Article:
Georges Jeanty was born in Brooklyn, New York, raised near the sunny beaches of Miami, Florida, and currently resides in Atlanta, Georgia. After majoring in the Fine Arts, at Miami-dade University, he considered a career in acting, but decided to use his artistic talent to pursue a career as a commercial artist.
Inspired by the comics he read as a kid—70’s comic book superhero icons like Luke Cage, Fantastic Four and Saga of the Swamp Thing—Georges made comic books his focus. His artist influences includes John Bryne, Michael Golden, Alan Davis, and a list of others too long to include here.
Georges’ first break into comics was Paradigm #1 (1994) published by Caliber Comics. Soon after, he worked on the bad girl books for London Night Studios, laying his artistic hands on various characters like Poizon, Stryke and Razor. This led to his work with other underground comic book publishers, as well as being a member of Gaijin Studios.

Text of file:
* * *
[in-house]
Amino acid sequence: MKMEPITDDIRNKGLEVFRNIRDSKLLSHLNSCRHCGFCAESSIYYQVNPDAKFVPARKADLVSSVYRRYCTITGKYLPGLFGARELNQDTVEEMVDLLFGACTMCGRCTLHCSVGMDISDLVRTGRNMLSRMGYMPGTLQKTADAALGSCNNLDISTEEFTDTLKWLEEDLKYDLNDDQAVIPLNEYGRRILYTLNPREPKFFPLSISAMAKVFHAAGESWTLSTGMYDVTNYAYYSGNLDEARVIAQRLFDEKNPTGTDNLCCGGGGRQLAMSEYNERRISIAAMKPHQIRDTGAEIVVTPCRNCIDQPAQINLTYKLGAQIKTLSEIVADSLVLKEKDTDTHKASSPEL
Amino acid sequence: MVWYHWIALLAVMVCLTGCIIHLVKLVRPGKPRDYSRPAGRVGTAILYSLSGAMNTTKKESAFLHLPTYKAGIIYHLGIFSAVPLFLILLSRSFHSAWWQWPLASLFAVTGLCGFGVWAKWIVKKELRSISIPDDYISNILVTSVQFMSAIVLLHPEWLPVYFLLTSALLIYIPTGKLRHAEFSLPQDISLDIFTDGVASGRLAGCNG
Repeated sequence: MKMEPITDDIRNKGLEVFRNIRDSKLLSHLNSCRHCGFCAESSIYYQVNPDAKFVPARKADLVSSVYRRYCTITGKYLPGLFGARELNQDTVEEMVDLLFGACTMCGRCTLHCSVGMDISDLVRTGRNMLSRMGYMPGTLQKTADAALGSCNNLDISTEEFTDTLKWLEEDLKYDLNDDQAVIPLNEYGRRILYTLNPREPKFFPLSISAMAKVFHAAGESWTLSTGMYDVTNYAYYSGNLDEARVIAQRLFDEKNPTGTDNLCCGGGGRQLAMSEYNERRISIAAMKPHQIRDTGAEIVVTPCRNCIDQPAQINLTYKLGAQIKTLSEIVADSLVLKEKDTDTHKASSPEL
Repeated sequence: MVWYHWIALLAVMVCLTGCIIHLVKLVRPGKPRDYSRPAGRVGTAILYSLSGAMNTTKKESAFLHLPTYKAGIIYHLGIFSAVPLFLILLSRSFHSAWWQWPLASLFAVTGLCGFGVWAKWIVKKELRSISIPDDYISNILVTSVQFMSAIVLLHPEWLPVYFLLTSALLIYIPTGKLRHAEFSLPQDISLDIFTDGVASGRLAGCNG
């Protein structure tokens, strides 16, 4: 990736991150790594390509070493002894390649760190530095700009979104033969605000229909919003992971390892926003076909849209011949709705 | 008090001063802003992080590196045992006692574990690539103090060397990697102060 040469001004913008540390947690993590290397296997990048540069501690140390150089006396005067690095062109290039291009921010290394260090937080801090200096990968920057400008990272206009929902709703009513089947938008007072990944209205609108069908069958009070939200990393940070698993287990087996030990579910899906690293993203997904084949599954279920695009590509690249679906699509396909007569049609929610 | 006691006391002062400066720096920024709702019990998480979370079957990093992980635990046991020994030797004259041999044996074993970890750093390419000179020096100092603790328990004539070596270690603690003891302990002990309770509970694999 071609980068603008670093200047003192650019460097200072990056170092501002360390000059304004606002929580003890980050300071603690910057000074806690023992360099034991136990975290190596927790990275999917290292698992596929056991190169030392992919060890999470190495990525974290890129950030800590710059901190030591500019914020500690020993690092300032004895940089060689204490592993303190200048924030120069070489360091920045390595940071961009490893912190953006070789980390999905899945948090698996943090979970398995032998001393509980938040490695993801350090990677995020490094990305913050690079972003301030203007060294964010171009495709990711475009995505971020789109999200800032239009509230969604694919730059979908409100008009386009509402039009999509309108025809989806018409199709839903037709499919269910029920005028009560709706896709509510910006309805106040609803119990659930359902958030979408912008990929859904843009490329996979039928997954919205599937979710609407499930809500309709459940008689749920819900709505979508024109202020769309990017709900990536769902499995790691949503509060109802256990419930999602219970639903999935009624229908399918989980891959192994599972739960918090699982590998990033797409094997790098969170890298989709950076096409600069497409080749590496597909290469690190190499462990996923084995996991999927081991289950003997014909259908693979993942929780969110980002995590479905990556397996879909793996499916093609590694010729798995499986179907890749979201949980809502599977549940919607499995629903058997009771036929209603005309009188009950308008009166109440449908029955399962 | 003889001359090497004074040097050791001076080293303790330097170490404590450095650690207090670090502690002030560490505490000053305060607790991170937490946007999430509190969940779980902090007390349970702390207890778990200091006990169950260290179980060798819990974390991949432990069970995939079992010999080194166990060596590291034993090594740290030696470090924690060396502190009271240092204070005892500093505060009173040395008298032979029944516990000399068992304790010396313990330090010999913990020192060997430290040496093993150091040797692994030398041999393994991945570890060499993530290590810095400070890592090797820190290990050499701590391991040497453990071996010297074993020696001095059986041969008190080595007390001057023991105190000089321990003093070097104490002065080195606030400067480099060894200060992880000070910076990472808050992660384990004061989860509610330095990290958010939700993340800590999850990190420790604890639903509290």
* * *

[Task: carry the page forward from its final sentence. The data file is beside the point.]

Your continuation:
After breaking in at DC Comics, on titles like Green Lantern, Superboy and Superman, Marvel Comics offered him, a new title they were starting up - Bishop: The Last X-man. His early Marvel work also included the Gambit series and a few Deadpool issues. Georges received rave reviews for Deadpool, and continued his Marvel-mutant-mania with the Weapon X monthly series.
In 2006, Wildstorm Comics paired Georges with Hollywood screenwriter John Ridley, for The American Way, a controversial comic book mini-series set in the turbulent '60s, that received tremendous underground and internet buzz. Georges soon had another brush with Hollywood royalty, when Joss Whedon hand-picked him to be the regular artist of the highly anticipated Buffy The Vampire Slayer Season Eight comic book series published by Dark Horse Comics.
In addition to being an incredibly charming person, Georges is a man of many hats: adventurer, scholar, Prince officianonto, Godzilla fan, sometimes table dancer, and all around nice guy. But above all these, Comic Book Artist seems to best fit our man of mirth, mystery and intrigue.